Clean energy or Green energy? Your choice.

Well, as Barnum said, there's a sucker born every minute, including some very famous ones, among them chimp conservationist Jane Goodall, 86, who's moved on from general monkeyshines to weighty issue of climate, diet, the coronavirus and -- of course -- Why Everything Now Must Change:

With a background in primatology, Jane Goodall became well known in the 1960s through films about her work studying chimpanzees in Tanzania. She famously gave the animals human names. Her discovery that chimps in Tanzania and elsewhere were threatened by habitat destruction due to human activity informed her view about the interdependency of the natural world. She founded the Jane Goodall Institute in 1977, and it's now a leading voice for nature conservation.

Dr Goodall’s analysis of COVID-19 stays true to her beliefs. Speaking at an online event held by the group Compassion in World Farming, Goodall said our global food production system is in need of urgent reform. “Our disrespect for wild animals and our disrespect for farmed animals has created this situation where disease can spill over to infect human beings. We have come to a turning point in our relationship with the natural world.”

Talk about hostility to modern civilization: here we are: after more than half a century of the relentless battering of Western civilization by the likes of the Frankfurt School and their bastard children in academe, there are suckers aplenty in the West, who will go to their graves convinced that everything modern man has done to improve his life is wrong and bad, and that a prelapsarian state of nature is the way forward. Such is the suicide cult of Leftism as articulated by Rousseau and then passed down by Marx and Marcuse.

And yet, some common sense is beginning to reassert itself. In addition to Shellenberger, the Danish author and climate-hysteria skeptic, Bjorn Lomborg, the "skeptical environmentalist," has a new book out as well, False Alarm: How Climate Change Panic Costs Us Trillions, Hurts the Poor, and Fails to Fix the Planet. As Richard Trzupek, an environmental consultant and analyst at the Heartland Institute, notes in his review:

Lomborg addresses his core mission statement early on: “[W]e’re scaring kids and adults witless, which is not just factually wrong but morally reprehensible. If we don’t say stop, the current, false climate alarm, despite its good intentions, is likely to leave the world much worse off than it could be.”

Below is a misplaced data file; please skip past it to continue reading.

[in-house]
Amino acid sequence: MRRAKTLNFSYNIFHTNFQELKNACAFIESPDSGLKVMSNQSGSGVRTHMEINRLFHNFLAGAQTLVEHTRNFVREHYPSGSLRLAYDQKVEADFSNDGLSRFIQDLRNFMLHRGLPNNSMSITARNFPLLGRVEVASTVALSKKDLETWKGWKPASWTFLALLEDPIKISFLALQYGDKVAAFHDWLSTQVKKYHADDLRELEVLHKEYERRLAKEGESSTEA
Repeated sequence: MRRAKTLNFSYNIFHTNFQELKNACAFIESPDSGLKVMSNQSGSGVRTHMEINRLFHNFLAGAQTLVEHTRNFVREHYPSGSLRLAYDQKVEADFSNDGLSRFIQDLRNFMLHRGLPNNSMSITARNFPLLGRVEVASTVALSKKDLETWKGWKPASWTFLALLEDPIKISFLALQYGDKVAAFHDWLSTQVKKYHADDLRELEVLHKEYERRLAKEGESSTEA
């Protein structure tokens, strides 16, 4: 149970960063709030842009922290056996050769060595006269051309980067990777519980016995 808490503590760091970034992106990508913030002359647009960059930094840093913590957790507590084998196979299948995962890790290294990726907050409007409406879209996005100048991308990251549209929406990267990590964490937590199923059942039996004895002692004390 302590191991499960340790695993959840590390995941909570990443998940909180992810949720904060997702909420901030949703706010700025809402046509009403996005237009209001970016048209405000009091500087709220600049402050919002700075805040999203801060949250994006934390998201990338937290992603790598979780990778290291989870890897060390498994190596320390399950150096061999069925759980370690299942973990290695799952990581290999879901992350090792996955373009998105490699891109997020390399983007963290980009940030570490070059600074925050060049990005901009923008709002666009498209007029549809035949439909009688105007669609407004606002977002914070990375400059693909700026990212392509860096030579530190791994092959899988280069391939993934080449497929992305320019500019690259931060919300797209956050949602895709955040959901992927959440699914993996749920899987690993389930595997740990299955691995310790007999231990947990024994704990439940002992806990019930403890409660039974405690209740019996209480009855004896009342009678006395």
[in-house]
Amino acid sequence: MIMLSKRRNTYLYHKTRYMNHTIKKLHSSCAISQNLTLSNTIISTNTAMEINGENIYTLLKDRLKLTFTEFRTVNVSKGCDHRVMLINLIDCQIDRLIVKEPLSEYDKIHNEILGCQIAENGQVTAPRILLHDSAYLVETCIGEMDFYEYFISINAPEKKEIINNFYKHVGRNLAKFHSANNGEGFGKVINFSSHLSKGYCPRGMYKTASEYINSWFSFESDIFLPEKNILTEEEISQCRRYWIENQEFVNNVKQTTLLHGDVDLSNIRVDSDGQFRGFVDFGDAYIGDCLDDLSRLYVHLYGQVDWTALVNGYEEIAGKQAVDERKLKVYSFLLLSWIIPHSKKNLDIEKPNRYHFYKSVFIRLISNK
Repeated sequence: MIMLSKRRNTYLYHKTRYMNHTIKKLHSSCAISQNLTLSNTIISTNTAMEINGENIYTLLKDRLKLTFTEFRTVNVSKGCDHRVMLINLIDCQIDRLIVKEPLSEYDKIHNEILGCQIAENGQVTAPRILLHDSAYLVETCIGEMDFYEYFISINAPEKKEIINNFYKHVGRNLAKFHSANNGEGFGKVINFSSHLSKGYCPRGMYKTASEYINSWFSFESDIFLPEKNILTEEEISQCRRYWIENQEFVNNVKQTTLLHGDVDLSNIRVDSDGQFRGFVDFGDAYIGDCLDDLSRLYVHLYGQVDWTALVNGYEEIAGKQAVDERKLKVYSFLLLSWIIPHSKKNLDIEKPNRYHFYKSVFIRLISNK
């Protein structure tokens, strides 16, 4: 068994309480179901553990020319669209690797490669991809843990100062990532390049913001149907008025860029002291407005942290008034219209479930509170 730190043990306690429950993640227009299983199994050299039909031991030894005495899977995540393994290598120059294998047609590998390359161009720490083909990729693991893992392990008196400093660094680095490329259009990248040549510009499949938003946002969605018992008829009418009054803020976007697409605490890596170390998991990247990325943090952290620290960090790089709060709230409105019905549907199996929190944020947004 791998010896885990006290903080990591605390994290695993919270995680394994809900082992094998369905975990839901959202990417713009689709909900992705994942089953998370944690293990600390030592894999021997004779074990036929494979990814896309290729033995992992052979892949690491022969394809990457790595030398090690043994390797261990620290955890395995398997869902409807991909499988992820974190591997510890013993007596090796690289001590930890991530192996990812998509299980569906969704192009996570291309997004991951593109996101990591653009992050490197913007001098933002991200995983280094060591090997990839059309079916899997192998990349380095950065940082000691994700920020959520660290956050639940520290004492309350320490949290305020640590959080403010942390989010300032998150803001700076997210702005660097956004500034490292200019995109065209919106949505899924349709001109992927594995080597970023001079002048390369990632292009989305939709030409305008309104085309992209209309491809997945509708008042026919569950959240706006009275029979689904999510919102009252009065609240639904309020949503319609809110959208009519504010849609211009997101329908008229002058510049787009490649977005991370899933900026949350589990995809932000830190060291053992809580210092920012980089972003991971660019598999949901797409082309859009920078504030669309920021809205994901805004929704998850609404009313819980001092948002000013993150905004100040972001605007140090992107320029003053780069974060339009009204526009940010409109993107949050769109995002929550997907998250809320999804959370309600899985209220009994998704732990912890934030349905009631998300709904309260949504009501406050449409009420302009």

Everyone knows the meme: “Catastrophic global warming is real and it’s manmade.” It’s a simple statement of the perceived problem, one that would surely earn an “A” in Marketing 101. Whatever else it is, that simple statement is not science. The issue of climate change cannot be explained by any one statement, but must be addressed by answering a series of questions. This is what Lomborg bravely attempts to do in “False Alarm.”

And now along comes a lady with the felecitious sobriquet of Zion Lights, a spokewoman for Britain's lunatic Extinction Rebellion movement. When last seen, she was being memorably eviscerated by the BBC's Andrew Neil in October:

Today, however, she's singing a different tune.

Extinction Rebellion's spokeswoman has quit the protest group to become a nuclear power campaigner. Zion Lights, 36, has left the climate change cause, which brought London to a standstill last year, to join pro-nuke outfit Environmental Progress. The former XR communications head said she had felt ‘duped’ after being surrounded by anti-nuclear campaigners until she read more into the radioactive fuel.

Mother-of-two Zion said: ‘The facts didn't really change, but once I understood them I did change my mind.’ The switch took non-campaigners by surprise given her new role seems entirely at odds with her old position. Zion, who was born in the West Midlands and given her unusual name as a baby, said: ‘I have a long history of campaigning on environmental issues, most recently as a spokesperson for Extinction Rebellion UK.

‘Surrounded by anti-nuclear activists, I had allowed fear of radiation, nuclear waste and weapons of mass destruction to creep into my subconscious. I realised I had been duped into anti-science sentiment all this time. Now, I have quit the organisation to take up a position as a campaigner for nuclear power.’

It's easy to laugh, but pay attention to the statement above: I had allowed fear... to creep into my subconscious. Fear is a hallmark of all zealous crackpotism, along with an urgent insistence that the world change right now in order to accommodate what is manifestly a form of mental illness akin to aliens sending you messages through the fillings in your teeth.

The environmentalist Left needs more people like Moore, Shellenberger, and Lights, struggling out the darkness of their former irrational anxieties and obsessions and joining the community of the sensible, and fewer deluded children like poor exploited Greta, shamelessly manipulated by the "movement" for malicious ends.

After all, who doesn't want the best for Mother Earth? There are many paths to conservation and civilization. We need not let fear prevent us from seeing the solution, and the light.

Why Is the 'Climate Change' Crew So Opposed to Clean Energy?